On Monday, I walked into biology class to find a frog and a scalpel on my lab table. Today was dissection day. Anders and I stared at the formaldehyde-soaked corpse. Neither of us wanted to touch it. “I’ll do it,” I said, reaching for the scalpel and pressing it against the slimy belly. Nothing happened.
“Think of someone you don’t like,” Anders suggested. I thought of Adam and I bore down so hard on the blade that the frog’s belly ripped open.
Alarmed, Anders said, “You must have had quite a weekend.”
“Terrific,” I said, probing in the mess of guts and tubes.
“How was the retreat?”
“Wonderful,” I said, slashing the frog’s organs.
“Where’s Spinoza today?”
My hand shook so badly that I severed one of the frog’s legs. “I don’t need Spinoza any more.”
“You finished it over the weekend?”
Tears started to my eyes. “Spinoza dumped me,” I said.
I couldn’t control the tears. I put down the scalpel, slipped from my chair and walked into the hallway outside Miss Rasmussen’s classroom.
The hallway was quiet. It smelled of wood and detergent. I slid down the rough plaster surface of the wall until I was sitting on the floor. I stared at the wooden floorboards and wept.
“Excuse me,” Anders said. I looked up. He lowered his tall body to sit on the floor next to me. “I had to see if you were all right.”
“I will be all right,” I said, wiping my face.
“What did he do to you?”
Through the pain I saw how flushed he was. I thought suddenly of what I’d learned about male animals who puffed up, or stood tall, or looked threatening to scare off their rivals. Anders’ anger seemed like that. I said, “I don’t even want to talk about it.”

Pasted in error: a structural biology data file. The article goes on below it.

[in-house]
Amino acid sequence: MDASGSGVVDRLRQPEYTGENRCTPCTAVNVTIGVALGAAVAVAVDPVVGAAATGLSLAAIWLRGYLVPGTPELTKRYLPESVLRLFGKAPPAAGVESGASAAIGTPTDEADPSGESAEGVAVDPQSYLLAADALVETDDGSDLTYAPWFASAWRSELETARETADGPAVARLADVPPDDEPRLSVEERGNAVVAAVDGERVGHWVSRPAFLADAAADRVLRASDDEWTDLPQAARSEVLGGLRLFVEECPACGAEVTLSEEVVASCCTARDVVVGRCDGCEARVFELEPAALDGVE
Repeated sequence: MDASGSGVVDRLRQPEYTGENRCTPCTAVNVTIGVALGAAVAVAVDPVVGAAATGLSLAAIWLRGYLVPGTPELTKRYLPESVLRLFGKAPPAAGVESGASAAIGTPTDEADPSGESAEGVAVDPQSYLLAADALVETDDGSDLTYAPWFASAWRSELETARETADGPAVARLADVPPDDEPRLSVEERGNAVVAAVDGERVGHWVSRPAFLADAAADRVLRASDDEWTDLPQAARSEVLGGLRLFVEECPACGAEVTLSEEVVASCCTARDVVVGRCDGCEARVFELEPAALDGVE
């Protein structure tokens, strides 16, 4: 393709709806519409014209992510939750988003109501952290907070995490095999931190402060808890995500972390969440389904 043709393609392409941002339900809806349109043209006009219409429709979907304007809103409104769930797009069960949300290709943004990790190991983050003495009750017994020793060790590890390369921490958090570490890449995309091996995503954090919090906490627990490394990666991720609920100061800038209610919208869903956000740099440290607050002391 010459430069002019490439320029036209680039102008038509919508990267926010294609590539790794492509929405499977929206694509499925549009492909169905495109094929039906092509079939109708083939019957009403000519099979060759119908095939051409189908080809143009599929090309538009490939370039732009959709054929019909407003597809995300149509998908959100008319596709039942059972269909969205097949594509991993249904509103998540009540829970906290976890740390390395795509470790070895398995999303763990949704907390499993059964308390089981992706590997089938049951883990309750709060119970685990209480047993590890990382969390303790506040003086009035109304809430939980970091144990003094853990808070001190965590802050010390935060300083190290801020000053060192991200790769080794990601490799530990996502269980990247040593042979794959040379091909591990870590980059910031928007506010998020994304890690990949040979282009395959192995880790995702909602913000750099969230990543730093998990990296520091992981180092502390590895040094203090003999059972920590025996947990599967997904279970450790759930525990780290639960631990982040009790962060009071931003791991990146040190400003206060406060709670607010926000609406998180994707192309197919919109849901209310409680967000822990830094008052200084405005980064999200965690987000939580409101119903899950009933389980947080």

“What did he ever do for you?” Anders asked savagely. “Besides make you want to read a book you didn’t like and couldn’t finish?”
I took a deep breath. “I don’t know.”
“Did he ever call you up? Or take you out? Or tell you he liked you?”
I felt a stab of pain. “He told me he’d never liked me.”
Anders knotted his big capable hands as though he wanted to wrap them around Adam’s fragile neck. He said, “Forget the part about Spinoza. And about his being Jewish. What is he besides a jerk who made you cry?”
After Anders and I talked, I thought hard about Adam. It didn’t matter what my parents said about being different. Jews didn’t have any monopoly on decency. I remembered the anger in Anders’ voice when he found out that Adam had hurt me. I’d been wrong about something else, so basic I was ashamed I had to think hard to realize it. Non-Jews could be decent too. Anders Larssen was like that. In my parents’ own term of praise, he was a mensch, a decent human being.
That was all I needed, I thought. Not a boy who was a Jew. A boy who was a mensch.